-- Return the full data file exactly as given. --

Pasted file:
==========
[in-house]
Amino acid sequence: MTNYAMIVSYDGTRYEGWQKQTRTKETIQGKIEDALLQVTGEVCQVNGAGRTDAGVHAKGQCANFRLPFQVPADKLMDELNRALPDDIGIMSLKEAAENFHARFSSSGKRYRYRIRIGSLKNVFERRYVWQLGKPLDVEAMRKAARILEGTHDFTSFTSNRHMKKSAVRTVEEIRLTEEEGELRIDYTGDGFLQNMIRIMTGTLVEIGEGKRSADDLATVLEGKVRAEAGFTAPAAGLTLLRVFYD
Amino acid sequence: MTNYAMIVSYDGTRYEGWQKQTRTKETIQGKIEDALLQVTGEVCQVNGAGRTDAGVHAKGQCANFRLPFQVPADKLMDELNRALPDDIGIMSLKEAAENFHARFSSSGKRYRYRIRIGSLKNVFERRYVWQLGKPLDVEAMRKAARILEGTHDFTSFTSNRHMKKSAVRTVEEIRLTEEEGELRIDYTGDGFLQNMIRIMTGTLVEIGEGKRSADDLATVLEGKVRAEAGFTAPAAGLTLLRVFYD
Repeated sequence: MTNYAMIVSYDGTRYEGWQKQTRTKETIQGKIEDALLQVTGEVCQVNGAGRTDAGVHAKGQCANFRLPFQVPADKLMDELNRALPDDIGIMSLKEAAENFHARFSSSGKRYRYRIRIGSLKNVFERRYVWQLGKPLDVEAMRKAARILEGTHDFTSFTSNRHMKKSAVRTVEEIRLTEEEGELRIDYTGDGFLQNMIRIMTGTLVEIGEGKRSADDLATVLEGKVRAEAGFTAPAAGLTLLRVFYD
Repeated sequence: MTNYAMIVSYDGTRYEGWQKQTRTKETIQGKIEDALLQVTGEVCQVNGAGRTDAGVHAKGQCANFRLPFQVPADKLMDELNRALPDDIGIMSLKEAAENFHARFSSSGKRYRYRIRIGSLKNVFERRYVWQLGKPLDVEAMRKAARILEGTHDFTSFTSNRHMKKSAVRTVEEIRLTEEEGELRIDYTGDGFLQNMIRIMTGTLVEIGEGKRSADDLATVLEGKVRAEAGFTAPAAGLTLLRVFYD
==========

[in-house]
Amino acid sequence: MTNYAMIVSYDGTRYEGWQKQTRTKETIQGKIEDALLQVTGEVCQVNGAGRTDAGVHAKGQCANFRLPFQVPADKLMDELNRALPDDIGIMSLKEAAENFHARFSSSGKRYRYRIRIGSLKNVFERRYVWQLGKPLDVEAMRKAARILEGTHDFTSFTSNRHMKKSAVRTVEEIRLTEEEGELRIDYTGDGFLQNMIRIMTGTLVEIGEGKRSADDLATVLEGKVRAEAGFTAPAAGLTLLRVFYD
Amino acid sequence: MTNYAMIVSYDGTRYEGWQKQTRTKETIQGKIEDALLQVTGEVCQVNGAGRTDAGVHAKGQCANFRLPFQVPADKLMDELNRALPDDIGIMSLKEAAENFHARFSSSGKRYRYRIRIGSLKNVFERRYVWQLGKPLDVEAMRKAARILEGTHDFTSFTSNRHMKKSAVRTVEEIRLTEEEGELRIDYTGDGFLQNMIRIMTGTLVEIGEGKRSADDLATVLEGKVRAEAGFTAPAAGLTLLRVFYD
Repeated sequence: MTNYAMIVSYDGTRYEGWQKQTRTKETIQGKIEDALLQVTGEVCQVNGAGRTDAGVHAKGQCANFRLPFQVPADKLMDELNRALPDDIGIMSLKEAAENFHARFSSSGKRYRYRIRIGSLKNVFERRYVWQLGKPLDVEAMRKAARILEGTHDFTSFTSNRHMKKSAVRTVEEIRLTEEEGELRIDYTGDGFLQNMIRIMTGTLVEIGEGKRSADDLATVLEGKVRAEAGFTAPAAGLTLLRVFYD
Repeated sequence: MTNYAMIVSYDGTRYEGWQKQTRTKETIQGKIEDALLQVTGEVCQVNGAGRTDAGVHAKGQCANFRLPFQVPADKLMDELNRALPDDIGIMSLKEAAENFHARFSSSGKRYRYRIRIGSLKNVFERRYVWQLGKPLDVEAMRKAARILEGTHDFTSFTSNRHMKKSAVRTVEEIRLTEEEGELRIDYTGDGFLQNMIRIMTGTLVEIGEGKRSADDLATVLEGKVRAEAGFTAPAAGLTLLRVFYD